A Year in the Life: Ambient Math Wins the Race to the Top!
For one year, 365 days, this blog will address the Common Core Standards from the perspective of creating an alternate, ambient learning environment for math. Ambient is defined as “existing or present on all sides, an all-encompassing atmosphere.”
And ambient music is defined as: “Quiet and relaxing with melodies that repeat many times. Why ambient? A math teaching style that’s whole and all encompassing, with themes that repeat many times through the years, is most likely to be effective and successful.
The CCSS Standards for Mathematical Practice are meant to be used throughout the year, applied to all lessons and skills practices. The wording is pretty dense and unapproachable, certainly not child friendly and possibly not even teacher friendly. There have been attempts at translation, but the examples I’ve seen still tend to be somewhat dry. Here’s my attempt, with a Grade 4 focus and a Waldorf lens. The CCSS standards are in blue, followed by their ambient counterparts.
1. Make sense of problems and persevere in solving them.
Mathematically proficient students in grade 4 know that doing mathematics involves solving problems and discussing how they solved them. Students explain to themselves the meaning of a problem and look for ways to solve it. Fourth graders may use concrete objects or pictures to help them conceptualize and solve problems. They may check their thinking by asking themselves, “Does this make sense?” They listen to the strategies of others and will try different approaches. They often will use another method to check their answers.
Math is the underpinning of all life. By nature it likes to remain hidden, as a mystery that’s all the more compelling when discovered. Children understand this instinctively, much more than we as adults do, with our more empirical mindsets. From this perspective, math in a Waldorf fourth grade takes a back seat to the rich tapestry of ever-expanding subjects and activities that fill each day. But from that back seat, it presents itself beautifully as the universal bottom line. The meaning of a problem may be expressed through many practical examples such as mapping the neighborhood, sketching a cross stitch pattern on graph paper, noting and comparing animal characteristics, etc. Discussing how a problem was solved takes a back seat to the process and the finished product. Besides which, discussion is antithetical at this age, which is a few years shy of being comfortably conversant with logic and reasoning. A fourth grader’s main lesson book drawing of a compass rose, from the blog mud between our toes, is a freehand geometric 8-point construction that takes a back seat to orienting a hand-drawn neighborhood map.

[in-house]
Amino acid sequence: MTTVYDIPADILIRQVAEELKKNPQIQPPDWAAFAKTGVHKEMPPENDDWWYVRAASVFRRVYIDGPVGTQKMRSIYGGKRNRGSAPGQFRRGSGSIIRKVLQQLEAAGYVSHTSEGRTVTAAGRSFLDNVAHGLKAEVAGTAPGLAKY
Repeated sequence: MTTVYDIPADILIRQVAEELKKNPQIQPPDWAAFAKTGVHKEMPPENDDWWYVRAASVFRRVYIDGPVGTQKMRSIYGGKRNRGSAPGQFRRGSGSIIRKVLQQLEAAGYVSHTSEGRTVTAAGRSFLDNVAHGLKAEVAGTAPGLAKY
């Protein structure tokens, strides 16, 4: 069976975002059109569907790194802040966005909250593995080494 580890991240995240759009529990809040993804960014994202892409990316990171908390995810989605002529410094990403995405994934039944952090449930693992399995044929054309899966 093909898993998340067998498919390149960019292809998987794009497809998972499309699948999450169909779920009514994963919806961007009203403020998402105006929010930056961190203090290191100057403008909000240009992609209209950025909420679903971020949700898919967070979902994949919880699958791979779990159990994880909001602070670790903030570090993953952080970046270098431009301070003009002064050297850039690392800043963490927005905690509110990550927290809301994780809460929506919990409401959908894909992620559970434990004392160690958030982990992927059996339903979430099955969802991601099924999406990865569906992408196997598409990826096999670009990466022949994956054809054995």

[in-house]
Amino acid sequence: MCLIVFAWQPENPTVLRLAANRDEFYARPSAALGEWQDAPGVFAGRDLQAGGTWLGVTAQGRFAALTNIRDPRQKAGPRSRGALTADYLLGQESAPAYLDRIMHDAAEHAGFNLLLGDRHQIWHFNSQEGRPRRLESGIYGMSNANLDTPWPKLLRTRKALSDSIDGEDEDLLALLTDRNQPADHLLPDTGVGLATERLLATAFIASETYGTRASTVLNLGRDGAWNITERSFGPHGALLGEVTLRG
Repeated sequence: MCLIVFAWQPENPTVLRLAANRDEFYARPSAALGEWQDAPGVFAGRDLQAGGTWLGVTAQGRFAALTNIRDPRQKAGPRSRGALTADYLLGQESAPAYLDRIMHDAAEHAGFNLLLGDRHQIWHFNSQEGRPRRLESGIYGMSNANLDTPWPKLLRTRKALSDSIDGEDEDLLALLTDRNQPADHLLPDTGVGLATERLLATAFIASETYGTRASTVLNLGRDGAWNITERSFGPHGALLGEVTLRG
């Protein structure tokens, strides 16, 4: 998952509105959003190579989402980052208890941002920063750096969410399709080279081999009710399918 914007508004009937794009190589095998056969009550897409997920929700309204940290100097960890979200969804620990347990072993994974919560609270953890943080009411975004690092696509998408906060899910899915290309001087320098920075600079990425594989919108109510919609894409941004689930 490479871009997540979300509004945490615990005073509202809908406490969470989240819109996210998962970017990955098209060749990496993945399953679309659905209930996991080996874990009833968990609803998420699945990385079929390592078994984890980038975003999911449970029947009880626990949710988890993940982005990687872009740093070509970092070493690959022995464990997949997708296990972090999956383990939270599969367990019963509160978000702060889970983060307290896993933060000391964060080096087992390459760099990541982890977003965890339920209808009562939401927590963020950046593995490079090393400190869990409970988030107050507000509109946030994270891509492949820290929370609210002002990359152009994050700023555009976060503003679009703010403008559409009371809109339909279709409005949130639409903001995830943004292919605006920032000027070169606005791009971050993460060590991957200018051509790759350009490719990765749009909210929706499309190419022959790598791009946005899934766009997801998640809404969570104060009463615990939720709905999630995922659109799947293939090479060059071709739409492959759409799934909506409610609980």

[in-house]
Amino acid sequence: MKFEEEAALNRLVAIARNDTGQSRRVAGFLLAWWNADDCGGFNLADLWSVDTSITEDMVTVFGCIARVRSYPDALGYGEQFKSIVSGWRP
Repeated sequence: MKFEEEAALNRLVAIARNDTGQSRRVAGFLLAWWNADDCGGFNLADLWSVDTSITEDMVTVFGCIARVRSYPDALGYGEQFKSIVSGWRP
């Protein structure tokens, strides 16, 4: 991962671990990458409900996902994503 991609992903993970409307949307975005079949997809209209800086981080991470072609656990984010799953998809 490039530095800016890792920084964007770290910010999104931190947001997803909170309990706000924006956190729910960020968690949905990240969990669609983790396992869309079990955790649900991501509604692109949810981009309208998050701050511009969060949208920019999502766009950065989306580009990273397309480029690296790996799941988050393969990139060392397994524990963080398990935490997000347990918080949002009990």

2. Reason abstractly and quantitatively.
Mathematically proficient fourth graders should recognize that a number represents a specific quantity. They connect the quantity to written symbols and create a logical representation of the problem at hand, considering both the appropriate units involved and the meaning of quantities. They extend this understanding from whole numbers to their work with fractions and decimals. Students write simple expressions, record calculations with numbers, and represent or round numbers using place value concepts.